Analysis: Growing Number of Young Adults Gaining Coverage Through Health Overhaul
The Associated Press via The Washington Post    Share    Share on FacebookTwitterShare on LinkedinE-mail article
Young adults trying to get traction in a tough economy are getting a welcome assist: the new federal health care law has markedly improved their access to health insurance. The number of young Americans ages 19-25 lacking health insurance has shrunk by 2.5 million since President Barack Obama's health care overhaul took effect, the administration announced in a recent analysis. That drop is 2½ times as large as the decline indicated by previous government and private estimates, which showed about 1 million had gained coverage. More

Hospital Urinary Tract Infections Common
UPI    Share    Share on FacebookTwitterShare on LinkedinE-mail article
U.S. hospitals attempt to prevent hospital-acquired infections, but a survey shows few are aggressively combating catheter-associated urinary tract infections. The report indicates about 90 percent of U.S. hospitals surveyed increased use of methods to prevent central line-associated bloodstream infections and ventilator-associated pneumonia from 2005 to 2009. However, the study found prevention practices for urinary tract infections were regularly used by only a minority of hospitals. More

TIA Patients May Not Need to be Admitted
MedPage Today    Share    Share on FacebookTwitterShare on LinkedinE-mail article
For patients with a transient ischemic attack (TIA), hospitalization does not appear to be cost-effective compared with urgent, same-day evaluation in a specialized clinic, researchers found. A statistical model incorporating various assumptions showed that hospitalization resulted in a slight increase in quality-adjusted life years (QALYs) that was offset by the higher price tag, researchers reported. Hospitalization would be cost-effective over a 30-year time period only if the 48-hour stroke risk were greater than about 20 percent, an extreme circumstance. More

NAPH Highlights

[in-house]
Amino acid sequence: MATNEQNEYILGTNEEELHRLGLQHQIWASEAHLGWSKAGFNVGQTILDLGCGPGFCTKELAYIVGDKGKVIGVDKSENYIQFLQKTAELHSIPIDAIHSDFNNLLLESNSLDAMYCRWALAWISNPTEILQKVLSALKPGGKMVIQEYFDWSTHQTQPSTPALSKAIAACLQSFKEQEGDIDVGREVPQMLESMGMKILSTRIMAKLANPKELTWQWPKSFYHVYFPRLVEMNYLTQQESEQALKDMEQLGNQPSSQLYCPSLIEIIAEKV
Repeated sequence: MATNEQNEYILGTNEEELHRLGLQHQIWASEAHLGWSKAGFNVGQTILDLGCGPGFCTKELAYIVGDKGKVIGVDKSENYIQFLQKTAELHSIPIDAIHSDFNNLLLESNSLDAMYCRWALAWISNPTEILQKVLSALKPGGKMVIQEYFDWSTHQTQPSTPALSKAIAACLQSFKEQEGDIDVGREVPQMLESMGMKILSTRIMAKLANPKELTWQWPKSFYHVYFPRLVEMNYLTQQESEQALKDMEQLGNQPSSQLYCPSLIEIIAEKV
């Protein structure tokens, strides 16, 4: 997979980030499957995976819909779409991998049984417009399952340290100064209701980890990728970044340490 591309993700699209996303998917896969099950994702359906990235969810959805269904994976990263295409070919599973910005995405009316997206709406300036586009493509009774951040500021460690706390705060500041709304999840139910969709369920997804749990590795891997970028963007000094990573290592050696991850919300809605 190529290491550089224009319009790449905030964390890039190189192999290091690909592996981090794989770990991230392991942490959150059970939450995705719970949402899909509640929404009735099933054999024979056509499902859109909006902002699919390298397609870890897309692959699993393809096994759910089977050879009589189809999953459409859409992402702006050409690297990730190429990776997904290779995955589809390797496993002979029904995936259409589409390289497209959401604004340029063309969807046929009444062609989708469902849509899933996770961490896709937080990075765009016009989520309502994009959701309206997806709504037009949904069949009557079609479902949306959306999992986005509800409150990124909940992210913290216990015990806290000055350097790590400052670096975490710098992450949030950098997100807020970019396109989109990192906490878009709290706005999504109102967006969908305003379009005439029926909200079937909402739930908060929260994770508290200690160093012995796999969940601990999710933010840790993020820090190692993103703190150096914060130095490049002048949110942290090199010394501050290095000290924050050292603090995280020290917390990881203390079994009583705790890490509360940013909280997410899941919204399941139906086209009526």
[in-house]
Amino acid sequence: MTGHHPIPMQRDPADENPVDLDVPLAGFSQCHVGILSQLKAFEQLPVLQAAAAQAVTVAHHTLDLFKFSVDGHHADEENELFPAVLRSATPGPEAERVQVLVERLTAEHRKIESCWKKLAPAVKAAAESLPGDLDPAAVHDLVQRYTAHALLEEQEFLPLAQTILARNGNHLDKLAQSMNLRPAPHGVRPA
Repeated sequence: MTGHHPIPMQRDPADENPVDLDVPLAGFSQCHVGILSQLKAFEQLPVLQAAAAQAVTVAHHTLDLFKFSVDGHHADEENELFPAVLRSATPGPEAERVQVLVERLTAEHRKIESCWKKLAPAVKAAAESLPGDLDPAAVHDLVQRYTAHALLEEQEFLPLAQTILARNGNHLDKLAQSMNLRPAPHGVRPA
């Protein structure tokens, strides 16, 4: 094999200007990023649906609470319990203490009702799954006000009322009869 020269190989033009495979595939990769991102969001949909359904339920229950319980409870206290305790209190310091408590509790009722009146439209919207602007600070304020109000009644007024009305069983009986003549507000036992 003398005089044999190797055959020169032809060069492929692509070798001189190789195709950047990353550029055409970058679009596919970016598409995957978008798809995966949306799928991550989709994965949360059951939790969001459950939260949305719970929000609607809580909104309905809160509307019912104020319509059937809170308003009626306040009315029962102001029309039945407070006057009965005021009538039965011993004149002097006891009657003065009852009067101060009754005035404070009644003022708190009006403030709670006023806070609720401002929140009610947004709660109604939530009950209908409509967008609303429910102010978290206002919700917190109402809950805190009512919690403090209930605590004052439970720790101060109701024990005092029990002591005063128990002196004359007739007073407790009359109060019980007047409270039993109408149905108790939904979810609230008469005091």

NPHHI Awarded Partnership for Patients Hospital Engagement Contract
NAPH    Share    Share on FacebookTwitterShare on LinkedinE-mail article
The National Public Health and Hospital Institute (NPHHI) — NAPH’s research affiliate — has been awarded a hospital engagement contract with the Centers for Medicare & Medicaid Services' Partnership for Patients (PfP). The PfP is an initiative of the U.S. Department of Health and Human Services to improve the quality, safety, and affordability of health care for all Americans. More

A Call to Action Against Junk Food
John Bluford, III    Share    Share on FacebookTwitterShare on LinkedinE-mail article
Truman Medical Centers' president and chief executive officer considers the problem of urban food deserts in America. He outlines the connection between poor eating habits, chronic disease, and health care costs, and delivers a call to action for individuals, schools, employers, and hospitals. More

Find out What's New With NAPH Members
NAPH    Share    Share on FacebookTwitterShare on LinkedinE-mail article
NuHealth/Nassau University Medical Center has launched a state-of-the-art 320 slice coronary CT angiography. Memorial Cardiac and Vascular Institute at Memorial Regional Hospital has received a three-star rating from the Society of Thoracic Surgeons. And The University of Kansas Hospital has been named a co-winner of the National Research Corporation's Consumer Choice Award for 2011. More

Safety Net Insider
Colby Horton, Vice President of Publishing, 469.420.2601
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Meghan Day, Content Editor, 469.420.2650